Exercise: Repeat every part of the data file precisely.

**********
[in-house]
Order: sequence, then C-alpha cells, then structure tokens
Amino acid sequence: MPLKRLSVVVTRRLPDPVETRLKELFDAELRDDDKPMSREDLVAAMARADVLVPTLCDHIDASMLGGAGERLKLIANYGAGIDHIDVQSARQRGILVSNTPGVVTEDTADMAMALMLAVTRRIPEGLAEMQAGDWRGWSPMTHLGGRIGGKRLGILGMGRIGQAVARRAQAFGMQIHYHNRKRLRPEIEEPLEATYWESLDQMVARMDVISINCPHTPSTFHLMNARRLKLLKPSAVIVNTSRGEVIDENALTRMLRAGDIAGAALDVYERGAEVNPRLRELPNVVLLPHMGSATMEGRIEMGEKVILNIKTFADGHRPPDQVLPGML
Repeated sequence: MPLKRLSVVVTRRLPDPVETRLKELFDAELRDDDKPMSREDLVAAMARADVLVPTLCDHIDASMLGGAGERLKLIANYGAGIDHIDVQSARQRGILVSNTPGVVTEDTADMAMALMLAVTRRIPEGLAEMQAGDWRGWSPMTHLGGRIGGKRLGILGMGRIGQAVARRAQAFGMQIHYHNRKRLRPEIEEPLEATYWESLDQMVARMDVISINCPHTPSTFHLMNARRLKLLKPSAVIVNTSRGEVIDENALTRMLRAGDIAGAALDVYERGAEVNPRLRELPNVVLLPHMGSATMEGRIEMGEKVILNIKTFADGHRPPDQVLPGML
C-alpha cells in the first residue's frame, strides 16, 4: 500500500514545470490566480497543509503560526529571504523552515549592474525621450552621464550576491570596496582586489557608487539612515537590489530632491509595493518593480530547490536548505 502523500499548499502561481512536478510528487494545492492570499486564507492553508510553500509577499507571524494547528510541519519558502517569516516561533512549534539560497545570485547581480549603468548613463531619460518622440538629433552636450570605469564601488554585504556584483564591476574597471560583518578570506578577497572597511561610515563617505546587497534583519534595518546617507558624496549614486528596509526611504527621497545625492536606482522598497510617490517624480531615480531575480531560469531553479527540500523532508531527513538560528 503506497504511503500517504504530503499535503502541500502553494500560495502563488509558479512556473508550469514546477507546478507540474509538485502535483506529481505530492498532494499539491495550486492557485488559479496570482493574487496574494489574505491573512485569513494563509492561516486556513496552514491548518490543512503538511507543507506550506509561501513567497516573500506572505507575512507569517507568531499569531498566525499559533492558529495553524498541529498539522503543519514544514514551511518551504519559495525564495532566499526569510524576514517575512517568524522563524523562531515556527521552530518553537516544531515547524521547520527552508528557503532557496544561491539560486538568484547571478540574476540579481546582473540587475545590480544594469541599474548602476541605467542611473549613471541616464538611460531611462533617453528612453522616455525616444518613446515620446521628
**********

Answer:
[in-house]
Order: sequence, then C-alpha cells, then structure tokens
Amino acid sequence: MPLKRLSVVVTRRLPDPVETRLKELFDAELRDDDKPMSREDLVAAMARADVLVPTLCDHIDASMLGGAGERLKLIANYGAGIDHIDVQSARQRGILVSNTPGVVTEDTADMAMALMLAVTRRIPEGLAEMQAGDWRGWSPMTHLGGRIGGKRLGILGMGRIGQAVARRAQAFGMQIHYHNRKRLRPEIEEPLEATYWESLDQMVARMDVISINCPHTPSTFHLMNARRLKLLKPSAVIVNTSRGEVIDENALTRMLRAGDIAGAALDVYERGAEVNPRLRELPNVVLLPHMGSATMEGRIEMGEKVILNIKTFADGHRPPDQVLPGML
Repeated sequence: MPLKRLSVVVTRRLPDPVETRLKELFDAELRDDDKPMSREDLVAAMARADVLVPTLCDHIDASMLGGAGERLKLIANYGAGIDHIDVQSARQRGILVSNTPGVVTEDTADMAMALMLAVTRRIPEGLAEMQAGDWRGWSPMTHLGGRIGGKRLGILGMGRIGQAVARRAQAFGMQIHYHNRKRLRPEIEEPLEATYWESLDQMVARMDVISINCPHTPSTFHLMNARRLKLLKPSAVIVNTSRGEVIDENALTRMLRAGDIAGAALDVYERGAEVNPRLRELPNVVLLPHMGSATMEGRIEMGEKVILNIKTFADGHRPPDQVLPGML
C-alpha cells in the first residue's frame, strides 16, 4: 500500500514545470490566480497543509503560526529571504523552515549592474525621450552621464550576491570596496582586489557608487539612515537590489530632491509595493518593480530547490536548505 502523500499548499502561481512536478510528487494545492492570499486564507492553508510553500509577499507571524494547528510541519519558502517569516516561533512549534539560497545570485547581480549603468548613463531619460518622440538629433552636450570605469564601488554585504556584483564591476574597471560583518578570506578577497572597511561610515563617505546587497534583519534595518546617507558624496549614486528596509526611504527621497545625492536606482522598497510617490517624480531615480531575480531560469531553479527540500523532508531527513538560528 503506497504511503500517504504530503499535503502541500502553494500560495502563488509558479512556473508550469514546477507546478507540474509538485502535483506529481505530492498532494499539491495550486492557485488559479496570482493574487496574494489574505491573512485569513494563509492561516486556513496552514491548518490543512503538511507543507506550506509561501513567497516573500506572505507575512507569517507568531499569531498566525499559533492558529495553524498541529498539522503543519514544514514551511518551504519559495525564495532566499526569510524576514517575512517568524522563524523562531515556527521552530518553537516544531515547524521547520527552508528557503532557496544561491539560486538568484547571478540574476540579481546582473540587475545590480544594469541599474548602476541605467542611473549613471541616464538611460531611462533617453528612453522616455525616444518613446515620446521628